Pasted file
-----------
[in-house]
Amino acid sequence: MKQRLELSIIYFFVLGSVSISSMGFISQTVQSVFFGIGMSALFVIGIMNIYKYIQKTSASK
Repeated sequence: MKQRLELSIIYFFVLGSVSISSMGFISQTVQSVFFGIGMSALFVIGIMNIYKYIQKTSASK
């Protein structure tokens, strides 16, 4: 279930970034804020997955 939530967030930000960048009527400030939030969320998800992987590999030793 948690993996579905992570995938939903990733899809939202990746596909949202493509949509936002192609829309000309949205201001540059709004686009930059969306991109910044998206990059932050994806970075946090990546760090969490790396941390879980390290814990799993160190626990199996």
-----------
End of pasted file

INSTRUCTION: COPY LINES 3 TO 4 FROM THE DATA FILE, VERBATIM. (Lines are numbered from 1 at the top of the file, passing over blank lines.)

Repeated sequence: MKQRLELSIIYFFVLGSVSISSMGFISQTVQSVFFGIGMSALFVIGIMNIYKYIQKTSASK
């Protein structure tokens, strides 16, 4: 279930970034804020997955 939530967030930000960048009527400030939030969320998800992987590999030793 948690993996579905992570995938939903990733899809939202990746596909949202493509949509936002192609829309000309949205201001540059709004686009930059969306991109910044998206990059932050994806970075946090990546760090969490790396941390879980390290814990799993160190626990199996």